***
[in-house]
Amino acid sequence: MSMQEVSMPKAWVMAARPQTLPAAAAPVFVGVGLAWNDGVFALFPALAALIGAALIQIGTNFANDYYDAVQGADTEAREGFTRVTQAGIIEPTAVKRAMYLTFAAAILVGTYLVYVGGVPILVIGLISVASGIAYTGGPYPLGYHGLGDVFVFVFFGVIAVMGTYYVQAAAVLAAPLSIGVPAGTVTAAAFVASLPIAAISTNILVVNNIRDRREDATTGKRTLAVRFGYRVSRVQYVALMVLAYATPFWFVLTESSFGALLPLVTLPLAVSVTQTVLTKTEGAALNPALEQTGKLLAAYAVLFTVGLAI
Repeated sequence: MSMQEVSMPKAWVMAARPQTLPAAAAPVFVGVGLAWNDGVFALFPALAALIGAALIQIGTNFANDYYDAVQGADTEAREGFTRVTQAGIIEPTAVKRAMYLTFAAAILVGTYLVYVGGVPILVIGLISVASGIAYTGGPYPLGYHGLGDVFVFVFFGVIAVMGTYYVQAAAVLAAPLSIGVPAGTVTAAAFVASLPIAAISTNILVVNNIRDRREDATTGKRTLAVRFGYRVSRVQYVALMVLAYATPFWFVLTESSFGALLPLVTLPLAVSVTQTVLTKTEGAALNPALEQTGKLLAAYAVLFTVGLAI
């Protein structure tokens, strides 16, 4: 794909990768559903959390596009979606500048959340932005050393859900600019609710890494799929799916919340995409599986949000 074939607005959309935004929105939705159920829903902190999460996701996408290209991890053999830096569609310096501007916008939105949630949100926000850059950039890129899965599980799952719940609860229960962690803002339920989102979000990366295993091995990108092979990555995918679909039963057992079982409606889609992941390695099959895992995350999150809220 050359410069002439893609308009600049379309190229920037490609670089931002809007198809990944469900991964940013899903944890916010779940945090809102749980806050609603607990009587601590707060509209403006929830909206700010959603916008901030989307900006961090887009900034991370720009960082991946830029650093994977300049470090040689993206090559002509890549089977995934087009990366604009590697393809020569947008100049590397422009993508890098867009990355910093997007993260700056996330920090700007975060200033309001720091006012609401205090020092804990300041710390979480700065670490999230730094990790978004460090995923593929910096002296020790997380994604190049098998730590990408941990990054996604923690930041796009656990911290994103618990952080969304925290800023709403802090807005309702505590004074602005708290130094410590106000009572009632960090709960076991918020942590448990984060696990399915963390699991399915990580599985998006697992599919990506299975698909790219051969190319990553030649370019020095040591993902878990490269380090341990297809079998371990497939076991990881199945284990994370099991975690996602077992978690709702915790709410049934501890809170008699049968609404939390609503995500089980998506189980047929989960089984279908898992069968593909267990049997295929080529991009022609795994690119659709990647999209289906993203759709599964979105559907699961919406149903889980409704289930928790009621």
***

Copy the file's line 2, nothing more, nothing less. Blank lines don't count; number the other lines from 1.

Amino acid sequence: MSMQEVSMPKAWVMAARPQTLPAAAAPVFVGVGLAWNDGVFALFPALAALIGAALIQIGTNFANDYYDAVQGADTEAREGFTRVTQAGIIEPTAVKRAMYLTFAAAILVGTYLVYVGGVPILVIGLISVASGIAYTGGPYPLGYHGLGDVFVFVFFGVIAVMGTYYVQAAAVLAAPLSIGVPAGTVTAAAFVASLPIAAISTNILVVNNIRDRREDATTGKRTLAVRFGYRVSRVQYVALMVLAYATPFWFVLTESSFGALLPLVTLPLAVSVTQTVLTKTEGAALNPALEQTGKLLAAYAVLFTVGLAI